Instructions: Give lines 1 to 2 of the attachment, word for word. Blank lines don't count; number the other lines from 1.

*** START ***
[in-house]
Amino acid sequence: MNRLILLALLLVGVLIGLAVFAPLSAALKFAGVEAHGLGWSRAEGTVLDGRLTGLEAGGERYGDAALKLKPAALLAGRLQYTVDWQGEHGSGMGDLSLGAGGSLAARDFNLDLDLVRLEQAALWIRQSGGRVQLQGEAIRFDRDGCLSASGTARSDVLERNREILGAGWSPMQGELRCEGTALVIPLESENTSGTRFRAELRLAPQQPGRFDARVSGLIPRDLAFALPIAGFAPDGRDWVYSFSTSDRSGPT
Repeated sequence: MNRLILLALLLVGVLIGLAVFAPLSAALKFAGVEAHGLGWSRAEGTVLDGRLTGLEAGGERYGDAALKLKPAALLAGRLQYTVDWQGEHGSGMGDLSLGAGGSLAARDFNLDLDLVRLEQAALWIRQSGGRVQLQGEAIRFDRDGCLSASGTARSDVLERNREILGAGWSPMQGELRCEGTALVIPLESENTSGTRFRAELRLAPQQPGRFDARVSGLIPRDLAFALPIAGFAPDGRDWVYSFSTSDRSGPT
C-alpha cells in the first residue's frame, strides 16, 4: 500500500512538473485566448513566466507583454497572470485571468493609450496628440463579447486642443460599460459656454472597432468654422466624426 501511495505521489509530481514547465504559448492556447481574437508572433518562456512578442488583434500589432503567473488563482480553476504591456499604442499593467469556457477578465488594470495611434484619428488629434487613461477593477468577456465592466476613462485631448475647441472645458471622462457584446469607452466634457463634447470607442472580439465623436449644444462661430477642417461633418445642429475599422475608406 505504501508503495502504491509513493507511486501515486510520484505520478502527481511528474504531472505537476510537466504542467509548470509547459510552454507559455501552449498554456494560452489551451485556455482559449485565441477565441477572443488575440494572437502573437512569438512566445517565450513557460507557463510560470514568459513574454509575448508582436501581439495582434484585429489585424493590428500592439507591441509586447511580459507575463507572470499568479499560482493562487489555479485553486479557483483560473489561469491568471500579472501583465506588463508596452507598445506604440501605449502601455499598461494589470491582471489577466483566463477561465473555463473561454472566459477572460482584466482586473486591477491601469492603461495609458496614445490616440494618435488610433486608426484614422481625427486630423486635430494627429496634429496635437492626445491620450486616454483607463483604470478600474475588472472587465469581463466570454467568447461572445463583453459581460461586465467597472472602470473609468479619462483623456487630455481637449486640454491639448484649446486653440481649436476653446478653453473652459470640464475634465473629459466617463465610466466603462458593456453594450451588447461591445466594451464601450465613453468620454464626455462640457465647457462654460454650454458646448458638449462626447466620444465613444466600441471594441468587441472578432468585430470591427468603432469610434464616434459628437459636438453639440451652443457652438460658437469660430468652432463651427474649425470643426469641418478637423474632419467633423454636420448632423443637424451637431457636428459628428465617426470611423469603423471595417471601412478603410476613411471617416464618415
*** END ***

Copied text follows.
[in-house]
Amino acid sequence: MNRLILLALLLVGVLIGLAVFAPLSAALKFAGVEAHGLGWSRAEGTVLDGRLTGLEAGGERYGDAALKLKPAALLAGRLQYTVDWQGEHGSGMGDLSLGAGGSLAARDFNLDLDLVRLEQAALWIRQSGGRVQLQGEAIRFDRDGCLSASGTARSDVLERNREILGAGWSPMQGELRCEGTALVIPLESENTSGTRFRAELRLAPQQPGRFDARVSGLIPRDLAFALPIAGFAPDGRDWVYSFSTSDRSGPT